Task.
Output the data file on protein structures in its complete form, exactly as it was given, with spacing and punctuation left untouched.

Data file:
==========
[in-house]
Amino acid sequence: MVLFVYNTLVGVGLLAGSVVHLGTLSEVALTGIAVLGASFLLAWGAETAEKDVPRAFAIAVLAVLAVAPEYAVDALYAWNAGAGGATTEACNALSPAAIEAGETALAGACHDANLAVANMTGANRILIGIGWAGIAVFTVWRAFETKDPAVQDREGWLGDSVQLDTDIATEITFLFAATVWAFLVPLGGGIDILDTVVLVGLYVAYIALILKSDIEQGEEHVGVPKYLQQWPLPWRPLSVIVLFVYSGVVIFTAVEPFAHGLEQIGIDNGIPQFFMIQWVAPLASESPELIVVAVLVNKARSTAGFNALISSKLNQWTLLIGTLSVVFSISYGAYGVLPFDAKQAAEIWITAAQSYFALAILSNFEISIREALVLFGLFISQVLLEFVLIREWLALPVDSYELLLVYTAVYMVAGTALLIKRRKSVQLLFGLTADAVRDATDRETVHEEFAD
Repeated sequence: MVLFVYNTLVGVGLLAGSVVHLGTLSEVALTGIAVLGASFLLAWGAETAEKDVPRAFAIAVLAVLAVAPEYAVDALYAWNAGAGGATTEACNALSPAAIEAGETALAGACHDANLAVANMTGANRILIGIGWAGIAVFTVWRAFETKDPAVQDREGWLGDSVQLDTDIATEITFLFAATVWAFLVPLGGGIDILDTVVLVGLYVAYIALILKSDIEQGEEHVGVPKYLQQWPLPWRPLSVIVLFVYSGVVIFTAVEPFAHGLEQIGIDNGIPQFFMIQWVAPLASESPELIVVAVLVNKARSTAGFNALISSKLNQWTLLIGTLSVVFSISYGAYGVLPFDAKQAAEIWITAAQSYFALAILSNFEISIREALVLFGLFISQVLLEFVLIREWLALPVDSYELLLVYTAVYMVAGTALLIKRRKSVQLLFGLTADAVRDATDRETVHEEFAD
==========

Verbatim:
[in-house]
Amino acid sequence: MVLFVYNTLVGVGLLAGSVVHLGTLSEVALTGIAVLGASFLLAWGAETAEKDVPRAFAIAVLAVLAVAPEYAVDALYAWNAGAGGATTEACNALSPAAIEAGETALAGACHDANLAVANMTGANRILIGIGWAGIAVFTVWRAFETKDPAVQDREGWLGDSVQLDTDIATEITFLFAATVWAFLVPLGGGIDILDTVVLVGLYVAYIALILKSDIEQGEEHVGVPKYLQQWPLPWRPLSVIVLFVYSGVVIFTAVEPFAHGLEQIGIDNGIPQFFMIQWVAPLASESPELIVVAVLVNKARSTAGFNALISSKLNQWTLLIGTLSVVFSISYGAYGVLPFDAKQAAEIWITAAQSYFALAILSNFEISIREALVLFGLFISQVLLEFVLIREWLALPVDSYELLLVYTAVYMVAGTALLIKRRKSVQLLFGLTADAVRDATDRETVHEEFAD
Repeated sequence: MVLFVYNTLVGVGLLAGSVVHLGTLSEVALTGIAVLGASFLLAWGAETAEKDVPRAFAIAVLAVLAVAPEYAVDALYAWNAGAGGATTEACNALSPAAIEAGETALAGACHDANLAVANMTGANRILIGIGWAGIAVFTVWRAFETKDPAVQDREGWLGDSVQLDTDIATEITFLFAATVWAFLVPLGGGIDILDTVVLVGLYVAYIALILKSDIEQGEEHVGVPKYLQQWPLPWRPLSVIVLFVYSGVVIFTAVEPFAHGLEQIGIDNGIPQFFMIQWVAPLASESPELIVVAVLVNKARSTAGFNALISSKLNQWTLLIGTLSVVFSISYGAYGVLPFDAKQAAEIWITAAQSYFALAILSNFEISIREALVLFGLFISQVLLEFVLIREWLALPVDSYELLLVYTAVYMVAGTALLIKRRKSVQLLFGLTADAVRDATDRETVHEEFAD